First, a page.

"I think Matt has done a tremendous job for us," Matta said. "I think Matt really understands what we need, when we need it, where we need it. I think that speaks to his basketball IQ. We need him to continue to play well for us and he's done a good job with it."
Sylvester started the season slow, but he's obviously happy to be contributing to the Buckeyes' recent success.
"It's been going real well," he said. "I've just got my confidence going and we're all playing hard and we're going to try and keep it rolling Saturday."
Sylvester knows that Michigan will be a tough team to beat, even though the Wolverines have been struggling.
"They're big and they're athletic," he said. "They probably haven't had the season they wanted, but they've had some injuries and off the court stuff. But they are capable of beating anybody on any given night, so we're going to have to come out and play with great intensity.
"I look at it like they're a dangerous team. They've lost a few in a row and they're going to be looking to come in here and steal one on the road. So, I think that's going to make it even more important for us to maintain our focus."
Sylvester really started to get his game going in the Minnesota loss on Jan. 19 and has kept it going ever since. He seems to be playing with a lot of confidence.
"I think it's just kind of been building up since the beginning of the year," Sylvester said. "Just a little more confidence every game and I really feel like I have (Matta's) confidence right now and it's easier to play that way. Just kind of got it rolling, I guess."
Sylvester has not started a game this season, but he says he enjoys the sixth-man role.
"Yeah, I almost do like my role," he said. "I get to kind of sit back and soak in the first few minutes of the game and see what's going on in there. It's really not who starts, it's kind of who finishes the game. I've been in that position lately and I hope it continues."
Sylvester would like to see OSU get over the .500 mark in the Big Ten.
"Yeah, definitely, I think it would be great if we can get over .500 in the league," he said. "We're just trying to take it one game at a time, really, and get a win every time we go out there."
Freshman guard Jamar Butler has started the last two games and has played well. He is now averaging 3.3 points and 2.1 assists per game, and has played well defensively all year.
"My role on the team is to be a defensive stopper," Butler said. "I'm only a freshman this year and whatever (Matta) wants me to do, that's what I'm going to do."
Butler knows his OSU basketball history. He understands the Bucks haven't had a winning record in the league for three years and he wants that streak to end.
"It's a very big game for us, put us over .500 in the Big Ten," he said. "It's Michigan coming in here and that's our rival. It would be a big win for us. We haven't been over .500 here in a few years, so it would be a big win for us."
Butler talked more about the OSU-UM rivalry.
"I think it's the football side that gets it all started, but it's Michigan," he said. "In respect of Michigan, it's going to be a big game. A rivalry game."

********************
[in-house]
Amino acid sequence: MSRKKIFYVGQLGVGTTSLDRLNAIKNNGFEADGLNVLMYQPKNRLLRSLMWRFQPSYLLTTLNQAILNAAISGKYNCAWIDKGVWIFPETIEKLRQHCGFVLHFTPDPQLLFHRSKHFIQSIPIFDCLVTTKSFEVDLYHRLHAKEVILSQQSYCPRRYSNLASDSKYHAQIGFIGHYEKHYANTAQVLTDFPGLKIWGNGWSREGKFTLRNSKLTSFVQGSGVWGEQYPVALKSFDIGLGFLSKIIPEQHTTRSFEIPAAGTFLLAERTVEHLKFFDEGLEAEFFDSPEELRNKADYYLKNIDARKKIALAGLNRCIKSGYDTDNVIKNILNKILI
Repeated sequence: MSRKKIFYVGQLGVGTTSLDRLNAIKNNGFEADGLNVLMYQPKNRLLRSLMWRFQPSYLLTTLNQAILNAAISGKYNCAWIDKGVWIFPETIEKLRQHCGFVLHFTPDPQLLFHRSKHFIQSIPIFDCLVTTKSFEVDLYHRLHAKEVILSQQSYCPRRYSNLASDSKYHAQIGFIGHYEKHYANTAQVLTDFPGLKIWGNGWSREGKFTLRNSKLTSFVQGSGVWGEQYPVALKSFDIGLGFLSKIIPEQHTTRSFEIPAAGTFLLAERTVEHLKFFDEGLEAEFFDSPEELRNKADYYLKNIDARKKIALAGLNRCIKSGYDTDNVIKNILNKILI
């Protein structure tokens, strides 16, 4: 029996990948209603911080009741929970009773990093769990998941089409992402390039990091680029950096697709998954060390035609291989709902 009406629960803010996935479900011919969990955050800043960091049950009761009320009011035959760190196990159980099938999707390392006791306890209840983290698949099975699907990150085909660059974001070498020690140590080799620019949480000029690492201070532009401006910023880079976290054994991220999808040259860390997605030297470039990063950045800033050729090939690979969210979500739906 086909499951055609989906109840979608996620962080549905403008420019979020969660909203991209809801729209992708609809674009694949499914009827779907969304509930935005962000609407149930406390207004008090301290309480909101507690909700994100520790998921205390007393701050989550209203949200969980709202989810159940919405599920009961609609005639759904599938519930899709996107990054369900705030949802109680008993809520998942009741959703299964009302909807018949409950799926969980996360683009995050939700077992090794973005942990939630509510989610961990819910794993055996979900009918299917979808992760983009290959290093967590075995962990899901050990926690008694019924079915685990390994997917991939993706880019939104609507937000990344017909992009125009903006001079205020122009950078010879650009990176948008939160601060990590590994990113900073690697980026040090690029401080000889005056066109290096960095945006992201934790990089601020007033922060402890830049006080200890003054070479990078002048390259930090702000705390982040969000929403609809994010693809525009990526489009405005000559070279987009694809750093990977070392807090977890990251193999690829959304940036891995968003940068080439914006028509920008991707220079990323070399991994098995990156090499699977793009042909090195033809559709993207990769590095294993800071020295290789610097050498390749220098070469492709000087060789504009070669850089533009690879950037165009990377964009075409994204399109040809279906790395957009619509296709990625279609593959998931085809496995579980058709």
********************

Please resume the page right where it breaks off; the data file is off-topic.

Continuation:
Butler has been impressed with the Wolverines' athletic ability from watching them on film.
"They are very athletic," he said. "They try and get out and run. They're a very athletic team, which we have a lot of athleticism too, but they're very athletic."
With Horton out, Michigan might start 5-11 junior Dani Wohl at the point. He is averaging 0.7 points and 0.9 assists per game.
"I'd have to say, yeah, that might give us a little bit of an edge because (Horton) was the starting point guard," Butler said. "The point guard runs the team and they don't have him."
Butler is happy to be playing his best basketball of the season in February. He seems to be hitting his stride at the right time.
"I'm starting to get my offense rolling," he said. "Defense leads to offense and I'm just trying to play well on defense and get my offense going and try and build some confidence."
Probably the most interesting player on the team to interview is junior forward J.J. Sullinger. He is a walking quotebook.
Sullinger, a nearby Worthington native, grew up a diehard OSU football and basketball fan. His freshman season at Arkansas, he even took the No. 0 to remind him of home and the block O (which he still wears at OSU). Sullinger knows that OSU-UM is more of a football rivalry, but over the last couple decades a nice basketball rivalry has also been brewing.
"You know what man, honestly, Ohio State and Michigan, to me, is Ohio State and Michigan," Sullinger said. "I don't really hate Michigan, but I'm just pro-Ohio State. Anytime it's Ohio State versus Michigan in any sport, I want Ohio State to win and it's obviously no different (Saturday).
"As far as the rivalry goes, it goes a lot further in the football thing that it does basketball, and we understand that. There won't be anyone getting to campus at 5 a.m. for kegs and eggs or anything like that. But both teams are going into the game trying to win a game and it's going to be a heated battle. Within the game itself is going to be a big rivalry just to see who wants to win the game more. But as far as all the hype and stuff, it really doesn't get to us, but we want to win the game."